Essex Council Notes for Monday, May 15

Filed under: Headline,IN THE NEWS |

by Sylene Argent

Concerns over Open Air Burn Bylaw

Essex Centre resident Andrew Tymec approached Council regarding his concerns on the Town’s Open Air Burning Bylaw.

In his opinion, there should be no fires allowed. He said he enjoys a fire as much as the next guy, but smelling smoke in his home is an annoyance when a neighbour, he claims, has an open air burn on a regular basis.

Tymec said he has called the Fire Department when smoke got bad enough to smell in his home or when he and his wife could not sit out on their porch. He was told by the Fire Department the neighbour was in compliance when they arrived.

In the bylaw, it notes those with open air burns are to be considerate of neighbours.

He was told he could get charged with making nuisance calls. It was noted during the meeting he called at least three times, including once last spring. The Fire Department suggested he could bring the concern to Council.

Tymec asked Council to reconsider the Open Air Burn Bylaw. “We need to come into the 21st century.” He said open air fires should not be allowed in Town. He later said, “I appreciate a fire…let’s be realistic, it is infringing on my quality of life.”

Fire Chief Rick Arnel explained that the Fire Department attend Tymec’s home around three weeks ago. The fire Tymec complained about was one that was being used to cook chicken outdoors. Arnel explained that the neighbour agreed to put it out as soon as he was finished cooking. He claimed there was no visible smoke noticed during that visit.

Arnel said Essex’s Open Air Burn Bylaw is consistent with other small communities. He did acknowledge though, that fires of these types are not allowed in Windsor.

Essex does not require permits for cooking fires or those that are 2’ by 2’ by 2.’ The Town issues around 6000 permits per year for fires outside of that range. The permits are free of charge. Last year, Arnel added, Essex Fire & Rescue received 18 calls that had to be investigated where people were concerned with a fire. Typically, these calls are done via a cell phone as people pass one and the individual figures there was a violation. He was not sure how many were in compliance of those numbers, but many end up having permits. Regardless, those calls still need to be investigated.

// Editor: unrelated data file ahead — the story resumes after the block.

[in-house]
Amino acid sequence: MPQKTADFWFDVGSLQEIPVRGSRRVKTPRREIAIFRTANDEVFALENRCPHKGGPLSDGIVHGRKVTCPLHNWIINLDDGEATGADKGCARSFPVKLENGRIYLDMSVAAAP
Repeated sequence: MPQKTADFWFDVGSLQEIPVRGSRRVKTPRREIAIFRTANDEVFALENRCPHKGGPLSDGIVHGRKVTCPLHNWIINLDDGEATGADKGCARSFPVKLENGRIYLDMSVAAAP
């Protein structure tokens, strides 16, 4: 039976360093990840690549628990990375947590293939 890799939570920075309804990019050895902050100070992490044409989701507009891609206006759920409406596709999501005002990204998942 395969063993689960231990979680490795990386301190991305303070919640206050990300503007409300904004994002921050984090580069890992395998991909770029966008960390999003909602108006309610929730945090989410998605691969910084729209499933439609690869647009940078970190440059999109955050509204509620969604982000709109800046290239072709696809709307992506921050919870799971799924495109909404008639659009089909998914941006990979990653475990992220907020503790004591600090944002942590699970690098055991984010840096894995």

The year before, there were 32 calls when the change to the Bylaw took place. This year, to date, there have been four.

Councillor Larry Snively said he believes the situation has been blown up as there seems to be friction between two neighbours.
He had concern of the cost of sending fire trucks out to investigate these situations. Arnel noted a fire truck was not dispatched to investigate this particular situation.

Councillor Sherry Bondy said it sounds like the bylaw is fine, but ways to catch violators in the act need to be found.
Essex Mayor Ron McDermott suggested Tymec shut the window facing the smoke when the situation occurs to help, and noted he would pay the neighbour a visit to help mitigate the situation.

Tymec responded, “Now then I have to make the sacrifices.”

It is either that or shut down all the fires in Town, McDermott said. Tymec responded that was a good idea.

 

Notice of Intention to Designate

Council received the Notice of Intention to Designate 1215 Iler Road under Part IV of the Ontario Heritage Act.
Further, Council agreed with the recommendations and supported the initiation of the designation process for said property, and authorized the “Notice of Intention to Designate.”

The report to Council identifies the area between Farm Lots 33 and 47 (the southeastern corner of the current Town of Essex) has been known as the Iler Settlement since the early 19th century. The Iler family is one of the area’s earliest pioneering families, having settled the area in 1808 when Jacob Iler purchased of Farm Lot 37.

That area has a lot of history. The report notes the settlement contained a church and two cemeteries and two schools. A road was eventually built out from the settlement, connecting the First and Second Concessions. It was given the name “Iler Road.” The current property accounts for a small segment of the original lot, the report continues.

Essex Council Notes for May 15 will be continued in the May 25 edition of EFP. Essex Council Notes for Monday, May 15.